Thirty minutes into the flight and Captain Tim Double-Barrelled-Name announces that, on this ‘glorious morning’, we will be placed in holding above the ‘delightful Oxfordshire countryside’ before being given permission to land. Six times we circle with the other five planes I see glinting at a frightening proximity from us.
At last we are on the ground and the minute the plane engines cease one hundred bleeps, Mozart and Mission Impossible ring tones reverberate around the plane. Poor dears have just endured the worse part of their day, one hour without the comfort blanket of their mobile phones. Chip loads of laptops are heaved from overhead lockers. Stage one of The Game ‘Early morning flight’ complete.
The next stage is a decadent, all expense paid, fifteen minute Heathrow Express journey into Paddington Station. There she is again, Miss M & S, sitting two rows in front of me, reading notes. As I gaze out of the window at the shoddy suburbs, I rehearse my part in what is to be the hardest part of The Game: 'The Work Stage'. My management tool kit is dusted down and arranged in a neat row ready for use. Feel the fear, chant the mantra and remember this is just a game.
The sun is fully awake now and burning the night’s sleaze off the capital’s streets. The queue for a taxi is horrendous, so I push down against the wall of bodies leaving the underground station. On the escalator I scan the wall lined with tempting posters for musical shows and wonder if I will ever find time. The air I breathe mingles with a mass of one surging in the same direction, the heart of the city. From the corner of my eye I spot a pretty girl, who looks immaculate in her open toed sandals, flowery print skirt and neat vest top. Then I notice white deodorant rings crusting the edge of her underarms. Maybe she too had to dress in the dark,
The tube is heralded by the cold rush of air whooshing down the tunnel, the masses pitch forward to cram into this tiniest of spaces. ‘Mind the Gap!’ Some chance. I hug my bag and laptop close to my body trying desperately to gain an extra millimetre between myself and the armpits above. Someone somewhere in this carriage has had a curry last night.
After two stops the mob thin out and I notice M & S waiting to step off at the next station. She has a rip in the back of her stockings, starting at the heel, unravelling to her mid calf. I should tell her, I could tell her, but I don’t.
The tube spews me out at Waterloo, and here I experience my usual compulsion to continue onto the Euro Star and head for France leaving The Game behind. In three hours I could be sitting enjoying coffee and crêpe in a pavement café round the corner from the Gare de Nord, but then what?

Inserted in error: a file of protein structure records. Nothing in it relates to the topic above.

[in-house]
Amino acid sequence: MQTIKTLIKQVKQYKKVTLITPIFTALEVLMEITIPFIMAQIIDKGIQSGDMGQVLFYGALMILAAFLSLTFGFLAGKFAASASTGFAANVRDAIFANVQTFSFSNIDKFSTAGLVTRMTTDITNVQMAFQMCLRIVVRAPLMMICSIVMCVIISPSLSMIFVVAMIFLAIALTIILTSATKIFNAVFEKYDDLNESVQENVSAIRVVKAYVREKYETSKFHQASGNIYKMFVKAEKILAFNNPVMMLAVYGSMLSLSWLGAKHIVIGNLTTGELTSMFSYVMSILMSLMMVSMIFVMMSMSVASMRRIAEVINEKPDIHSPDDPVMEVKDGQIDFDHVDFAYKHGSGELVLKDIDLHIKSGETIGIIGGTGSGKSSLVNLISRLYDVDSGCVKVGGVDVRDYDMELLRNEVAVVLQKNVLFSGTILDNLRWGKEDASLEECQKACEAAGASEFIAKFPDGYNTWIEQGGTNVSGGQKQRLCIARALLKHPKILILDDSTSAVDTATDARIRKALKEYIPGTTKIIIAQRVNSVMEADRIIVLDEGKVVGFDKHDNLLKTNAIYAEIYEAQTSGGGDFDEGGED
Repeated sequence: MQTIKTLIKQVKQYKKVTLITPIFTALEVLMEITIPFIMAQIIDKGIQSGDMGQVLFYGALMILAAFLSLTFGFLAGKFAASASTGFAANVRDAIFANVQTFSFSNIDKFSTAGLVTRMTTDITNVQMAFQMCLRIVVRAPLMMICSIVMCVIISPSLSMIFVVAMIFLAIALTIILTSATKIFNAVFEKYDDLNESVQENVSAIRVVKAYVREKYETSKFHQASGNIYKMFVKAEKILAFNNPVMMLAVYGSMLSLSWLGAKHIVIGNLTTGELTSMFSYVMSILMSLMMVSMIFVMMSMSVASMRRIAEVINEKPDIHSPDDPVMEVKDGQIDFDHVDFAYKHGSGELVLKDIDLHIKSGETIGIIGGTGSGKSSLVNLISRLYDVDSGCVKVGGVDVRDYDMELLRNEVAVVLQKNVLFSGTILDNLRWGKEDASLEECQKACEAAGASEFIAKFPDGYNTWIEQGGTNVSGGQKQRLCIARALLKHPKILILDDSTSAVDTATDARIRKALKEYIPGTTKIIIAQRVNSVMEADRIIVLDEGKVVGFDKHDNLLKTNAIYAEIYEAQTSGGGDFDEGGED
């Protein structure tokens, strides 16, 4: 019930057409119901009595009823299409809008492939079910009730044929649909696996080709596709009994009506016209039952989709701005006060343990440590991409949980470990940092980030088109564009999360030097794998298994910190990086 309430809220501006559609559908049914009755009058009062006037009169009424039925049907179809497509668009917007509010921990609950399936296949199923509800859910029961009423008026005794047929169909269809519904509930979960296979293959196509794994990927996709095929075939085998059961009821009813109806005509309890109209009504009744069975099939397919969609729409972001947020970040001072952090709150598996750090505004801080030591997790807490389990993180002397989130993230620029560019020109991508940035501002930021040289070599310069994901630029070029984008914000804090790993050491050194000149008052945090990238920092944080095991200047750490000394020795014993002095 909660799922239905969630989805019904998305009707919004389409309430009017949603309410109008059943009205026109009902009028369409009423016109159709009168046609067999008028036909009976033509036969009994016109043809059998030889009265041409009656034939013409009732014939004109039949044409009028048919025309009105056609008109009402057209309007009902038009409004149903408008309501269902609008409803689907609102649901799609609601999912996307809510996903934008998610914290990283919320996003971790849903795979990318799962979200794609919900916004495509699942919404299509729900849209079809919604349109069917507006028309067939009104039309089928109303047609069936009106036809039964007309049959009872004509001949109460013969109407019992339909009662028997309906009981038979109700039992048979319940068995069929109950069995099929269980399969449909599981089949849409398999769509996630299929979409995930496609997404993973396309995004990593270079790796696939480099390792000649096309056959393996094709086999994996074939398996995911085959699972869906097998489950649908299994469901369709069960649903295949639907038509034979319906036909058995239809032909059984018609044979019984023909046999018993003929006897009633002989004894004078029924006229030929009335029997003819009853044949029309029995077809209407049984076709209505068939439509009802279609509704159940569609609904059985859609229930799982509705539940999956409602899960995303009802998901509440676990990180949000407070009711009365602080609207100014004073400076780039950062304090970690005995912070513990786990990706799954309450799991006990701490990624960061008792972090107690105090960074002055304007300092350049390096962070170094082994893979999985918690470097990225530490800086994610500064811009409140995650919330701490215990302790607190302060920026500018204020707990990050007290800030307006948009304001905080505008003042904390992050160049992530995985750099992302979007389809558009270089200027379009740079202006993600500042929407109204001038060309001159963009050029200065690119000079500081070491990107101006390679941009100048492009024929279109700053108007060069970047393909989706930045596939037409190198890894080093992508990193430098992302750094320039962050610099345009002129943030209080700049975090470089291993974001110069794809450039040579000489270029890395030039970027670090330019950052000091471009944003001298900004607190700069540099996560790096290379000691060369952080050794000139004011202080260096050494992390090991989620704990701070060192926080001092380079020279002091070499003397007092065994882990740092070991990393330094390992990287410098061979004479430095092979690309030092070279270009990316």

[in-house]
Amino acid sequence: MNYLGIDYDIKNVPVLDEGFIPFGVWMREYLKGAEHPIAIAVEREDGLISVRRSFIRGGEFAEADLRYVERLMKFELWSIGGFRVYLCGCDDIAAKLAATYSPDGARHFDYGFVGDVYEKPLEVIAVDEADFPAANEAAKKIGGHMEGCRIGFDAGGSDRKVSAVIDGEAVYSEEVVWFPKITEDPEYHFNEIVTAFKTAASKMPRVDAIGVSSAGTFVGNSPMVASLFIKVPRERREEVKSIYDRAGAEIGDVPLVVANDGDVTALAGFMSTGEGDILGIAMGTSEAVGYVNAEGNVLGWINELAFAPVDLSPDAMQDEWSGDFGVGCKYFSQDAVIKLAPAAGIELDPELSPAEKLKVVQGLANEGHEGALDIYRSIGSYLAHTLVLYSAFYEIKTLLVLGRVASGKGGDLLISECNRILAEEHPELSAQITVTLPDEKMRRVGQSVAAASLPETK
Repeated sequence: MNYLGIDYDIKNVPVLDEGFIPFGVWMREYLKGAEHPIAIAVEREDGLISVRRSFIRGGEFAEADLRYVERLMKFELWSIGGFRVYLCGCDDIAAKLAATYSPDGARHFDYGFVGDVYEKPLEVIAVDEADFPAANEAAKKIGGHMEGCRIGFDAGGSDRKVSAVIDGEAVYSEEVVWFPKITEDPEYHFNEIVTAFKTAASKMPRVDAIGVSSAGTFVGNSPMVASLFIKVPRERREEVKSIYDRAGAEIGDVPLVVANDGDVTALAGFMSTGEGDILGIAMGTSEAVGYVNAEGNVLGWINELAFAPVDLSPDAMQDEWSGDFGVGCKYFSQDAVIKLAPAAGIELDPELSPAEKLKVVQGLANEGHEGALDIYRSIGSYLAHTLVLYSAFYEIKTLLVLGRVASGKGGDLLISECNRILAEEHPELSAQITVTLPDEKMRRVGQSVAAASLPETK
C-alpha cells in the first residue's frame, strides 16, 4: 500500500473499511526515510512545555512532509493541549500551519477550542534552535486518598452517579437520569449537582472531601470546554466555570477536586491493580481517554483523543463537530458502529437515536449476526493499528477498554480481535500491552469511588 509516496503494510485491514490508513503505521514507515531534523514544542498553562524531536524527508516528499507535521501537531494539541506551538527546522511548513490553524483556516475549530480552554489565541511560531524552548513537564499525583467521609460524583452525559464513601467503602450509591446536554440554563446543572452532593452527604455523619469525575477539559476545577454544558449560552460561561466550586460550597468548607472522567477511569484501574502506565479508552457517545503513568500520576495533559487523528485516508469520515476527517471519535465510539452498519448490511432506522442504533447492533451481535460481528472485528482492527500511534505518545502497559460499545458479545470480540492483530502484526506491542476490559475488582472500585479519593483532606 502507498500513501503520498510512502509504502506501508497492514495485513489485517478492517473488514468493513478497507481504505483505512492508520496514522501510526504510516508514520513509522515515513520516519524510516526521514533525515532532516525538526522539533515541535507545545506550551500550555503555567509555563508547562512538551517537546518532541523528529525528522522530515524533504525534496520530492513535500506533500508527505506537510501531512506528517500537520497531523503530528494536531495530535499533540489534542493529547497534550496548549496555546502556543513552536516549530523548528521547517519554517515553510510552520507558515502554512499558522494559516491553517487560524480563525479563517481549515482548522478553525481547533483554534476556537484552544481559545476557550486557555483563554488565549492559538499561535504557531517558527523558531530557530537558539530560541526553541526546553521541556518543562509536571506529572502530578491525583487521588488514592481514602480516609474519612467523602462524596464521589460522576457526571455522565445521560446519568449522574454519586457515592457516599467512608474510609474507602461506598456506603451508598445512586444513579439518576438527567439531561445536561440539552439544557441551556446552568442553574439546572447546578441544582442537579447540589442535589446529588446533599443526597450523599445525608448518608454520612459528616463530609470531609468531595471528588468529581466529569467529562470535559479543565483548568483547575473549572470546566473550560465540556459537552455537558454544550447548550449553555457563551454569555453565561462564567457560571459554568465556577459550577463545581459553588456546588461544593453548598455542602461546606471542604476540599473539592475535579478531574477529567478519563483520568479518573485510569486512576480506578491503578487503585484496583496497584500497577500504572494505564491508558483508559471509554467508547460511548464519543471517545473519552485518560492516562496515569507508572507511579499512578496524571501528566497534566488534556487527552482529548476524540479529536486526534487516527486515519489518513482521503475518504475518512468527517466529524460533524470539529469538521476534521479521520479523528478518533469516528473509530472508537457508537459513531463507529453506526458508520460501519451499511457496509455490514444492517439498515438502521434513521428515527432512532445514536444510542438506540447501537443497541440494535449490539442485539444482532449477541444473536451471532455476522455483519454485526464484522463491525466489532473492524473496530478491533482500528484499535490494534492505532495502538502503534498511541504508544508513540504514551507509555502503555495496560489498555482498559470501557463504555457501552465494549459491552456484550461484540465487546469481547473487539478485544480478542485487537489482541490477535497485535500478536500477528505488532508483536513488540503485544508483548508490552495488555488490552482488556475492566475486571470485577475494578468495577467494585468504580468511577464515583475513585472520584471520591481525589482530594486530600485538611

Instead I do what I always do.
The ‘Work Stage’ level one never varies. Constipated pleasantries, continental kiss-kiss accompanied by knuckle breaking handshakes. As I am sketched in with the deals already struck in the pub last night I realise my tool kit has already begun to rust. Before kick off I stare at myself in the toilet mirror. The young black cleaner wipes round the sinks, sings to herself and averts her eyes.
‘Lovely day outside,’ I say. ‘When do you finish?’
I am rewarded by the first genuine smile I have seen in days. ‘Ten.’
‘Oh well, enjoy the sun.’
I detect pity in her parting smile. She knows I have a game to play.
Level two starts with every one of us trying to be ‘the Smartest Man in the Room’.
‘Cost need to be cut in the Eastern zone,’ opens The Über Expensive Consultant.
‘We could move ‘So and So’ to cover both East and West,’ puts in the coffin dodging Spanish ambassador
‘The old guy from Sweden could go to the south,’ adds the Austrian mousefrau in the corner
‘That might not be good for moral,’ the boss cuts in and the mouse shrivels.
‘Oh then, one of them might want to leave,’ adds the spotty Smarty Pants MBA graduate. ‘That would save us a redundancy’
The US wake up at one and join via teleconference
‘Well, Bubba will retire next spring, we can absorb his role.’ The American hard nose warms to the task. ‘But what can we do to keep him out of harms way until then?’
Each decision we make is about people, with families, mortgages, and fears, who loyally carry out their jobs secure in the knowledge that we will make the right decisions about them. And we are willing to make these decisions knowing that the outcome will influence other decisions, about our futures, made down the hall by superior beings with lighter laptops, iPhones and darker circles under their eyes.